The problem is therefore an intellectual, ideological one: it emerges every time the Bavarian theologian has wanted to provide a solution to the crisis afflicting the Church: on all these occasions his academic training influenced by Hegel's thought has believed he could put opposites together. I have no reason to doubt that Benedict XVI wanted in his own way to make a gesture of conciliation with the instances of Catholic traditionalism; nor that he is not aware of the disastrous situation in which the ecclesial body finds itself; but the only way to restore the Church is by following the Gospel, with a supernatural gaze and with the awareness that Good and Evil, by God's decree, cannot be put together in an imaginary juste milieu, but that they are and remain irreconcilable and opposed, and that by serving two masters one ends up displeasing both.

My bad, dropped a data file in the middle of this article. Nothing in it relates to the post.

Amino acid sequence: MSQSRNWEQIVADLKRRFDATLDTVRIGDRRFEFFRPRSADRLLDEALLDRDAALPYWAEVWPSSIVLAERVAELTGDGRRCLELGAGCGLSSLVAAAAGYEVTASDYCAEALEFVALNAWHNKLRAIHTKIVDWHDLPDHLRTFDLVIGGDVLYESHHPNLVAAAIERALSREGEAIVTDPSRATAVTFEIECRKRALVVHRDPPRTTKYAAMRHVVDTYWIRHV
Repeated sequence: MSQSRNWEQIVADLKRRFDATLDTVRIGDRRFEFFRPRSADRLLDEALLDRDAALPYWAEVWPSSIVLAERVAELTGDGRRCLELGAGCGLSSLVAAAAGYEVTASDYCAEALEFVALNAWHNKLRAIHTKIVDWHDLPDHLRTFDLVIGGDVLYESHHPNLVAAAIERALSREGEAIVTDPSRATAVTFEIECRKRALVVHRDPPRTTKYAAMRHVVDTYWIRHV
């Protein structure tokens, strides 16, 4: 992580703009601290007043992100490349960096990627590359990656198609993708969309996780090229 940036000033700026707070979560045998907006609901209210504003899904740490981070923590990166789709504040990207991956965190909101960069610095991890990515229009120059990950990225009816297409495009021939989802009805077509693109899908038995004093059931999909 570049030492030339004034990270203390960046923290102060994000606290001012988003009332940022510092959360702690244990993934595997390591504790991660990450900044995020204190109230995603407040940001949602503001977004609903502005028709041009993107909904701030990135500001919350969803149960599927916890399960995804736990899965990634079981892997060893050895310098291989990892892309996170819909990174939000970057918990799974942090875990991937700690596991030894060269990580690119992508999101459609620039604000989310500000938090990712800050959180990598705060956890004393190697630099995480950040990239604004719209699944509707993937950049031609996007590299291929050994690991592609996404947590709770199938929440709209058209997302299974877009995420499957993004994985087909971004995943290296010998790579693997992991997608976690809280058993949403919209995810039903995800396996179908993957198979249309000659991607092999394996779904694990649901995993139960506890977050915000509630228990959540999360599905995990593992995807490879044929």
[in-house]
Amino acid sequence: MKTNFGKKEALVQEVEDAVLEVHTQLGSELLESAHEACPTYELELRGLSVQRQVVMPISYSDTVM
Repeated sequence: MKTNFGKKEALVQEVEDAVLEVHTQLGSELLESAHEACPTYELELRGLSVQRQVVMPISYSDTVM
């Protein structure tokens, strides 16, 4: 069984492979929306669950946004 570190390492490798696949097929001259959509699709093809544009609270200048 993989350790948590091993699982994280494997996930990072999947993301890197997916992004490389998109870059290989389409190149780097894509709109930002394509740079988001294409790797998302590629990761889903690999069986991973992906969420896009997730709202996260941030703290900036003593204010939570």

As far as my direct knowledge of Benedict XVI is concerned, I can say that during the years of his Pontificate in which I served the Church in the Secretariat of State, at the Governorate and as Nuncio in the United States, I got the idea that he surrounded himself with inadequate, unreliable or even corrupt collaborators, who largely took advantage of the "mildness" of his character and of what could be considered as a certain Stockholm syndrome especially with regard to Card. Bertone and his Particular Secretary.
RS: In some articles that appeared on CatholicFamilyNews.com it was pointed out that your position on the situation of the Church is close to that of Bishop Bernard Tissier de Mallerais, one of the four bishops consecrated by Bishop Lefebvre. From the same source he quoted a sentence according to which Archbishop Lefevbre himself would be an exemplary confessor of the Faith. In light of the firm criticism of Vatican II and, on the other hand, of your non-adherence to sedevacantism, it would seem that the approach that you promote is very close to that of the Priestly Fraternity of St. Pius X. Can you tell us something about this?